Ryanair should compensate customers whose flights were cancelled due to strike action, the High Court has ruled.
The carrier claimed “extraordinary circumstances” meant it did not need to pay out to passengers affected by delays and cancellations during strikes by pilots and cabin crew in 2018.
But on Thursday the High Court backed the view of the Civil Aviation Authority (CAA), which took legal action against the airline under EU law.
CAA director Paul Smith said: “Ryanair has refused to pay compensation to passengers affected by industrial action taken by its pilots in 2018. We believed that these passengers were in fact protected by law and that Ryanair could not claim its delayed and cancelled flights were ‘extraordinary circumstances’.
“The High Court has today agreed with our interpretation of the law.
“We are committed to protecting the rights of air passengers and are determined to ensure all airlines comply with their legal obligations.”
The CAA told affected customers that they should await further information before pursuing claims, as Ryanair has the right to appeal the judgment.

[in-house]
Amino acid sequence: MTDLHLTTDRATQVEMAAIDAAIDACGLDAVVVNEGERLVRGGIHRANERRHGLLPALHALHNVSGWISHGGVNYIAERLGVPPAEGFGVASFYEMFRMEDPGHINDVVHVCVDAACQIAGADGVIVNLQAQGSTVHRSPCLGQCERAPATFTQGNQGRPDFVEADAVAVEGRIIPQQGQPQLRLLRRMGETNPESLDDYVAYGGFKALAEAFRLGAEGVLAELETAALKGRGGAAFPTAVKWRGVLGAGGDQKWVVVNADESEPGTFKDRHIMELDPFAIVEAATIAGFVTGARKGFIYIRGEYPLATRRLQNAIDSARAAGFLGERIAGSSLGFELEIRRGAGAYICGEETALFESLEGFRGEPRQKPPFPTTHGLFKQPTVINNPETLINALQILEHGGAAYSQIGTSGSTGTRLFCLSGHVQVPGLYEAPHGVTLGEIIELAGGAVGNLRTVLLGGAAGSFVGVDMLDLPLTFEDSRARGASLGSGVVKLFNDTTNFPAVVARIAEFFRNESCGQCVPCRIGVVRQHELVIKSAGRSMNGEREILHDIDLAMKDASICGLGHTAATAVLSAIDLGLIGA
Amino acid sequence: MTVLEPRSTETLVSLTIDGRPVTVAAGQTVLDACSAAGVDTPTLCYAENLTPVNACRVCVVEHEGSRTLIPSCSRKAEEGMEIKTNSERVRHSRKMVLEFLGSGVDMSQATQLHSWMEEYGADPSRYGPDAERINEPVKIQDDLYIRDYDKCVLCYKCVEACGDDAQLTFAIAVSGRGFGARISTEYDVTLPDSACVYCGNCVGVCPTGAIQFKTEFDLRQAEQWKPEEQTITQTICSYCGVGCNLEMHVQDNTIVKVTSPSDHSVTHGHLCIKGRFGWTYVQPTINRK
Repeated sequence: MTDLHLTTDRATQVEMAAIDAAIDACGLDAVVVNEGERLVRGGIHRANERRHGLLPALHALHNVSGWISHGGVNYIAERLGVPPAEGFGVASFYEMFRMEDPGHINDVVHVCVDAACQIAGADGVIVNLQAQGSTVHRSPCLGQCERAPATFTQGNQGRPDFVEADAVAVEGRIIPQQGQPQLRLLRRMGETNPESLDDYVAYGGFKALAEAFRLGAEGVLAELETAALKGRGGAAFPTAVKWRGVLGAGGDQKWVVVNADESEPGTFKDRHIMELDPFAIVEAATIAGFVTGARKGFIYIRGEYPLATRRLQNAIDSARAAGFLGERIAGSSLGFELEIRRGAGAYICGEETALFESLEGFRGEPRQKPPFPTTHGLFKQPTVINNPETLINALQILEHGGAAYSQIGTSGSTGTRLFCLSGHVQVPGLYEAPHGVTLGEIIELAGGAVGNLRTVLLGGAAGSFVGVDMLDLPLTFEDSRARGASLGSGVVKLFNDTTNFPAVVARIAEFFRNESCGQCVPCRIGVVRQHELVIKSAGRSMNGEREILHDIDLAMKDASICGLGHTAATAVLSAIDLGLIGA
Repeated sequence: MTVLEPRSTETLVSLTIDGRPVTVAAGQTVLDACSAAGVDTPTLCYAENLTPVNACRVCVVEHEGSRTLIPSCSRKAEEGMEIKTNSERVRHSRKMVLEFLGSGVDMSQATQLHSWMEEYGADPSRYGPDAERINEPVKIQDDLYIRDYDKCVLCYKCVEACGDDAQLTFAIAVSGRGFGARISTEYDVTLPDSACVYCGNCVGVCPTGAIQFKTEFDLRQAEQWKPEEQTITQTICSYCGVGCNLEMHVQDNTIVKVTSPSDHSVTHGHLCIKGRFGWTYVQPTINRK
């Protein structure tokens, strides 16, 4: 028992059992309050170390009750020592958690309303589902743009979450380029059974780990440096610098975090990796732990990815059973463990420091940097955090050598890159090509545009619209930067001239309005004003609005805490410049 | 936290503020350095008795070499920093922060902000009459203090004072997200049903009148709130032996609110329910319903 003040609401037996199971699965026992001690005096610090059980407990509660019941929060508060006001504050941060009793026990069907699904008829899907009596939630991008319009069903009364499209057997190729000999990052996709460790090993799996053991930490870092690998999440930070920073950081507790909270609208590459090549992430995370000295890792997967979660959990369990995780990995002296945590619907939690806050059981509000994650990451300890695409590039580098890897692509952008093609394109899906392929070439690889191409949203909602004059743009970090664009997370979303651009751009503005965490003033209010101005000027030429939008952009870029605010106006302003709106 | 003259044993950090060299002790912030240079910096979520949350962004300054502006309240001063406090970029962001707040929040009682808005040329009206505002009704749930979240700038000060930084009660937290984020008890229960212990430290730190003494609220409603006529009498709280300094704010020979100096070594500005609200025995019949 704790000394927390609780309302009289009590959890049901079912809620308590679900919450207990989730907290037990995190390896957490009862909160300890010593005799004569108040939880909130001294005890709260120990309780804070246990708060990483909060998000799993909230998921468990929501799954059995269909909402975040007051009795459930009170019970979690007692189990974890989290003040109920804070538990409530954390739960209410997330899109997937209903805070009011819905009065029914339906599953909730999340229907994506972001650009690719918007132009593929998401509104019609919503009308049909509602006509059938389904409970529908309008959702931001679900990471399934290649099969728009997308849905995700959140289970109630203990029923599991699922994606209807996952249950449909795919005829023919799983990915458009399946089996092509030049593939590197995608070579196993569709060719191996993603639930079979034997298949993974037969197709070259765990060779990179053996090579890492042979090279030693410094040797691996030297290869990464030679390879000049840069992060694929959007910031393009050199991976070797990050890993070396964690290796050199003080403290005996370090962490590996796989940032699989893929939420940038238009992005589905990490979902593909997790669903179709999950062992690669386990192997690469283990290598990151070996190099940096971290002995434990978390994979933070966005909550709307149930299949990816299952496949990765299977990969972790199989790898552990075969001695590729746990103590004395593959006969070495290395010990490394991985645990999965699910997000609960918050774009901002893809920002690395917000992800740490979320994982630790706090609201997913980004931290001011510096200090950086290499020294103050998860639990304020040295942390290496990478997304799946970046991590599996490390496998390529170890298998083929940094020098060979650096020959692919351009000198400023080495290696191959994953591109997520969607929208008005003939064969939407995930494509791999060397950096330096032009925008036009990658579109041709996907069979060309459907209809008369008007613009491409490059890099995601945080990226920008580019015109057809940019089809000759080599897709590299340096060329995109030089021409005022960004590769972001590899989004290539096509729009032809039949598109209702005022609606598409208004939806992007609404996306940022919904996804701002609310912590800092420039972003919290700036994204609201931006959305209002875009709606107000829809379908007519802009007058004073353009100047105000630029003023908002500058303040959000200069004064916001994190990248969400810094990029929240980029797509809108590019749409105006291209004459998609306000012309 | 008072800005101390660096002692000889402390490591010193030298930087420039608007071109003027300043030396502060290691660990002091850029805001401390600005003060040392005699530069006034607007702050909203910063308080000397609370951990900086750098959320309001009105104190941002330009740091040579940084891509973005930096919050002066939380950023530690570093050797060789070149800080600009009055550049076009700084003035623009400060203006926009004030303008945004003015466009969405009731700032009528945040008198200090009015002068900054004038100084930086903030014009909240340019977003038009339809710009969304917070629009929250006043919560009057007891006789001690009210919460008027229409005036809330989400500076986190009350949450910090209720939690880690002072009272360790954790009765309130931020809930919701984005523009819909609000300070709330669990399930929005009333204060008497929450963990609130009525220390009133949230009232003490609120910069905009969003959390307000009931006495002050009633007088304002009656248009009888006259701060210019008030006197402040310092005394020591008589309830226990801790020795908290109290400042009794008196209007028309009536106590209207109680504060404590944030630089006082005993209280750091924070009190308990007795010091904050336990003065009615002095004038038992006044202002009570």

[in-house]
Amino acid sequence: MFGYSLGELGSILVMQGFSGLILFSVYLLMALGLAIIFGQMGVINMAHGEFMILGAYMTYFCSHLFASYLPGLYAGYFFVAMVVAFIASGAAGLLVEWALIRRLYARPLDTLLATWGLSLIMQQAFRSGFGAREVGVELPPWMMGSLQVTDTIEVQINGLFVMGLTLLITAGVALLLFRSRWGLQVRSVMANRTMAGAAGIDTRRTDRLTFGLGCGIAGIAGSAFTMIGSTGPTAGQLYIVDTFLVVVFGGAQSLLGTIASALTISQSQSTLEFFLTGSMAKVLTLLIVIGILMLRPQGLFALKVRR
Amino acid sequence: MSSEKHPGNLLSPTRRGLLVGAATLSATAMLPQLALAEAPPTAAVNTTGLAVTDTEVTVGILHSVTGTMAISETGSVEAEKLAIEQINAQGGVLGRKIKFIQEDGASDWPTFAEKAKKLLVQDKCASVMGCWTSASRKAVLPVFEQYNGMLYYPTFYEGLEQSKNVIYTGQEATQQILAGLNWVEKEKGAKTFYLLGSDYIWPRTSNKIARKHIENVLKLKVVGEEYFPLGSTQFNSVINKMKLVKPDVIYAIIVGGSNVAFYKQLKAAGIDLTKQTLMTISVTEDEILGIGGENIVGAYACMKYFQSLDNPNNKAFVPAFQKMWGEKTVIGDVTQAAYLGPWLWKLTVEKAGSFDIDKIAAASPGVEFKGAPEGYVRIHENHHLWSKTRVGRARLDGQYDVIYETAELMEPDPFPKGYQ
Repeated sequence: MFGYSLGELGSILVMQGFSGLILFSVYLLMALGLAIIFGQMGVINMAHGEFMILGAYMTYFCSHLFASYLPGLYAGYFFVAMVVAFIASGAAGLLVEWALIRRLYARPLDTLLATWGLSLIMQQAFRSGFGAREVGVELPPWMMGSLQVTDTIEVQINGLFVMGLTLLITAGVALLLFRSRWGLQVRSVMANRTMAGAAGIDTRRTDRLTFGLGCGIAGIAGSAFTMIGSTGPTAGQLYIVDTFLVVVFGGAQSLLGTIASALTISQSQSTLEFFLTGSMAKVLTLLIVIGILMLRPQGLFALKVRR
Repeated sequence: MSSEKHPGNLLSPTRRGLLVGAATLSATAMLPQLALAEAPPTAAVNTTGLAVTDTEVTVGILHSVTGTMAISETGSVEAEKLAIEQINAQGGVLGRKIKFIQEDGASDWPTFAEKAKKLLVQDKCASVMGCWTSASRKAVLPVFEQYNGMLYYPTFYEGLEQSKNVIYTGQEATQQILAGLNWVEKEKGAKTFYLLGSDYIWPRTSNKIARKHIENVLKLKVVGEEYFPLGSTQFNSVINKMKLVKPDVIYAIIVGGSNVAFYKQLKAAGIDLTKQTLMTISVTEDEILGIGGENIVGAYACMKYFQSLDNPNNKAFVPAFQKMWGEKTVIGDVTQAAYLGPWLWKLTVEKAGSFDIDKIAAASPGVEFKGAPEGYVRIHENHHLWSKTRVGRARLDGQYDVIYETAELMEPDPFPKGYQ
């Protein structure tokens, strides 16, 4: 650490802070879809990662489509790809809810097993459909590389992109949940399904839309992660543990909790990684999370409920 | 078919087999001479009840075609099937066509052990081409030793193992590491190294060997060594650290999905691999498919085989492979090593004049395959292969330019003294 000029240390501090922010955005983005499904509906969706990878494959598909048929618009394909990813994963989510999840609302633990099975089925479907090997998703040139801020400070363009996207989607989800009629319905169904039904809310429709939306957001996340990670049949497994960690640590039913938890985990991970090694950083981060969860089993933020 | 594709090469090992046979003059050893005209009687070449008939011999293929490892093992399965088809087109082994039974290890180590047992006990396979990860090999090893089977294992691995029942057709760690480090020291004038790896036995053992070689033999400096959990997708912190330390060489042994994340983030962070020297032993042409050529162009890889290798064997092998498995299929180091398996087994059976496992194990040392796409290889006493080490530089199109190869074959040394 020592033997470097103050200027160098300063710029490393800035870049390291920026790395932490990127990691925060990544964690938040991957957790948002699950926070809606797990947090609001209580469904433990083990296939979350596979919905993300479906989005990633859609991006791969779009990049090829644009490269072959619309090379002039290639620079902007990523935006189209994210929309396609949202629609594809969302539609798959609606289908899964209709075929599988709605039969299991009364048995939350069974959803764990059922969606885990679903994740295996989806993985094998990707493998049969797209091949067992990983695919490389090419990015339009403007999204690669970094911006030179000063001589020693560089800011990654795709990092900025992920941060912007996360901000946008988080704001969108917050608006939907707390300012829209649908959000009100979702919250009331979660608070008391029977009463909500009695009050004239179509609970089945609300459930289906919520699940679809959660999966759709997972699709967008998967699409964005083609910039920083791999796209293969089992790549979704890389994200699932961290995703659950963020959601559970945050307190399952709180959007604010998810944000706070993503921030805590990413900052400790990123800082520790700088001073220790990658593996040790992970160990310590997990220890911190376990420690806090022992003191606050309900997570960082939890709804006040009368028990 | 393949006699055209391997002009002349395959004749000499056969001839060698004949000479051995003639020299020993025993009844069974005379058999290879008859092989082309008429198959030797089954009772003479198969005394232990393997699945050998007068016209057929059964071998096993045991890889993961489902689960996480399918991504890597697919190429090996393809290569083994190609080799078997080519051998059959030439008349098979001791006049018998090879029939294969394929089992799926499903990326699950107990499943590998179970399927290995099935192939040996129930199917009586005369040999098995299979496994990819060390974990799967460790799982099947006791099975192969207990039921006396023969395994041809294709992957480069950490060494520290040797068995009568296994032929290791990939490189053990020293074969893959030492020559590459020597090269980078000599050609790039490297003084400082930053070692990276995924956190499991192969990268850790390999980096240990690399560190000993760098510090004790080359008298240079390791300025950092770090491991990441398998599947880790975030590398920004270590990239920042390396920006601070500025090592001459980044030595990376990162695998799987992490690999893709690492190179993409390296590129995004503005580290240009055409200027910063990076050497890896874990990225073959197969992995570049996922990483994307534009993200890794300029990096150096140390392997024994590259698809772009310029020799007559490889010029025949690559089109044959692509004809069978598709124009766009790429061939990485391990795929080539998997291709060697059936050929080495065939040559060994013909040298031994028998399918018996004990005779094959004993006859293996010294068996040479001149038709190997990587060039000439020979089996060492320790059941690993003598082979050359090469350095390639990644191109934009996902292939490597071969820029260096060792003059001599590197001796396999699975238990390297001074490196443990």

Rory Boland, editor of Which? Travel, said: “The CAA deserves credit for pursuing this case on behalf of passengers affected by Ryanair strikes in 2018, but the length of time it has taken to get to this point shows that the regulator lacks the powers it needs to take swift and effective action against airlines that break the rules.
“The law is clear that passengers must be compensated, and Ryanair should not appeal. It should now do the right thing and pay the compensation it owes to prevent this process from dragging on any longer. The airline should also proactively inform affected passengers of their rights and the outcome of the case.”
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